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Pioneering today’s family

Social Chaos: Raising Alek

Ken Dillingham, Anthony Jones and their daughter Chloe.

For the past few weeks, I’ve had the distinct pleasure of sitting down with some of my dear friends to have some serious “coffee talk” on parenting, and I have to say it’s been a real thrill. Despite many being long-term friends of mine, we seldom get the opportunity to sit down and really talk about the nuts and bolts of parenting.

It’s a source of continuous inspiration and motivation for me to talk to these gay parents, and hear their stories, learn of their fears, hopes, struggles and courage that they have as pioneers of today’s modern families. Gone is the 1950s concept of what a family is, as these amazing people usher in a new era of tolerance, acceptance and what it really is to be a family.

I am proud to introduce to you my good friends, Ken Dillingham, Anthony Jones and their beautiful daughter Chloe.

Sam: How did you go about becoming a parent?

Anthony: My partner, Ken, and I did a local private adoption. We hired an attorney … to introduce potential adoptive parents with birth moms looking to place their unborn children. Ken and I created a family album with pictures and descriptions of our families and our backgrounds and gave it to our attorney.

The birth moms are then invited to the attorney’s office to view various family albums and to pick the adoptive parents for her child. This process was favorable to our birth mom as she was in a position to decide which family would raise her child.

Sam: What are your thoughts on the process?

Anthony: The private adoption option worked best for us. However, there are many other options to consider, such as surrogacy, private adoption through an agency, adoption through the county, foreign adoption and foster parenting. Each option has its advantages and disadvantages.

Sam: How have politics changed your parenting and your family since the day you first became a dad?

Anthony: Our politics have not changed that much due to being parents. However, we are more resolute in our political opinions than we were before we were parents. Having a child has made us realize that the actions of today’s politicians have long-standing consequences and we want to make sure that our daughter grows up in a tolerant and accepting world.

Sam: Would you say that being a parent has made you an activist for gay rights?

Ken Dillingham and Anthony Jones.

Anthony: Yes. Being a parent has caused us to be more involved in equal marriage rights, the rights of gay people to adopt, the repeal of the Defense of Marriage Act (DOMA) and any other legislation that involves the unequal treatment of gays and their families.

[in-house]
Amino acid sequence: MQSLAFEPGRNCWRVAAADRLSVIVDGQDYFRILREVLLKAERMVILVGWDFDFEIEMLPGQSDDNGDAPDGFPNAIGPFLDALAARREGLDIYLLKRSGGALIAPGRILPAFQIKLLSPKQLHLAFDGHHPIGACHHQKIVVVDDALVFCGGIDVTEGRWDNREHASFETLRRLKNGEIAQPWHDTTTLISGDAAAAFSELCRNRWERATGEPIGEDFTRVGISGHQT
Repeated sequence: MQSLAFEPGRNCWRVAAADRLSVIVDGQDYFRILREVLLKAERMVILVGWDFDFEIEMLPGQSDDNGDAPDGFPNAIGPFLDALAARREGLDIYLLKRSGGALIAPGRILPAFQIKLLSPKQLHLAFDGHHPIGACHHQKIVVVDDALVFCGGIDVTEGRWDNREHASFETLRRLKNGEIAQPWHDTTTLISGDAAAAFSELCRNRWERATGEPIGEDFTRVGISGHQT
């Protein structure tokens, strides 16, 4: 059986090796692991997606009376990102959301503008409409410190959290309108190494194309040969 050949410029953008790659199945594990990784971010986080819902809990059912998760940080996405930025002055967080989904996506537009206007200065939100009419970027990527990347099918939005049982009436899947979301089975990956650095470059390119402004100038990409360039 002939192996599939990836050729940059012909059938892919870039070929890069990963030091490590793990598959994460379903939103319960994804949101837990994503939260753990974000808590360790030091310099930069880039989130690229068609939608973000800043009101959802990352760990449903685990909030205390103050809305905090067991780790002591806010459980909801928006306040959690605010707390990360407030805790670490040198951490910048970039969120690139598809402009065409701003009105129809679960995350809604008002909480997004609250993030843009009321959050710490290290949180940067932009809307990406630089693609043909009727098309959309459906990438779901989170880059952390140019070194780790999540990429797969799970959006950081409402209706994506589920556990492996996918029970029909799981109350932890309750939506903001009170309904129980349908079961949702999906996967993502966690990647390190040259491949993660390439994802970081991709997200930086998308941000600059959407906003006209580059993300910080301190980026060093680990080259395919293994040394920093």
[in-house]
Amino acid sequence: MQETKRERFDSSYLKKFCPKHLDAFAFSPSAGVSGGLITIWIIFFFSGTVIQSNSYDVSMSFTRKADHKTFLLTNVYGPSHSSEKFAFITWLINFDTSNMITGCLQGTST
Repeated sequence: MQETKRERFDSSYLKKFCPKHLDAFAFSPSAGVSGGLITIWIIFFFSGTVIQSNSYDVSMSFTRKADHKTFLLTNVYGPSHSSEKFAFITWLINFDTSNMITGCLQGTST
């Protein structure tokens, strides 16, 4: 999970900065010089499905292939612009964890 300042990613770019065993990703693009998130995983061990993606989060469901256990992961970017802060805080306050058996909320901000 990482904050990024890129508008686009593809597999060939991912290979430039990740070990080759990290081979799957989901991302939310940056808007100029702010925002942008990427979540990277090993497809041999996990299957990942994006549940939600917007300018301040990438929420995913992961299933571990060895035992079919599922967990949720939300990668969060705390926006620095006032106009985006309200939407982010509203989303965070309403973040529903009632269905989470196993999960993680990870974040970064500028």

Sam: What message do you believe is the most important message that the gay community needs to know about parenting?

Anthony: As gay parents, being that we must proactively take steps to have children, (i.e. we don’t get pregnant accidentally), the most important message that I can relay to the gay community is that parenting will be the most rewarding and the most difficult endeavor you will ever undertake. Becoming a gay parent cannot be taken lightly.

Having said that, it is also important to know that every little detail of raising a child cannot be planned for. If you think you have your child’s life all planned out when they are born, you may be in for a rude awakening. Just be confident that you will have the ability to deal with a situation as it arises the best way you know how.

Sam: If you had to do it all over again, is there anything that you would do differently?

Anthony: If I had to do it over again, I probably would not worry so much, especially when our daughter was a newborn. Being that our daughter is our first and only child, we did not have a reference point as to what to worry about and what not to worry about.

Sam: To what degree do you think you are a different person today because of being a parent?

Anthony: Being a parent has made me truly appreciate my own parents. As parents, we all do the best we can with what we know. When we learn something new, we improve and move forward with our new knowledge.

Also, by being a parent, I am reminded of what it was like to be a child. Each year, as our daughter grows up, I look back at my own life at that age and appreciate how those childhood experiences make me the person that I am today.

Sam: If there’s one single trait, or piece of knowledge or self-discovery that you have gained from being a parent, what would it be?

Anthony: Being a parent has helped me come to the realization that my actions have a profound impact on how our child perceives and relates to the world. Each and everything Ken and I do as parents is important because it affects how our daughter views the world and how she fits into that world. Our children look to their parents as blueprints as to how they should live their life.

Anthony, you’ve touched on topics here that we could elaborate on and probably fill an entire newspaper. Your wisdom and honesty is a testimony to what gay parenting is all about. Equal rights and complete acceptance of gay families is sure to follow with people like you and Ken leading the way.



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Posted by LGBT Weekly on Feb 3, 2011. Filed under Raising Alek. You can follow any responses to this entry through the RSS 2.0. You can leave a response or trackback to this entry

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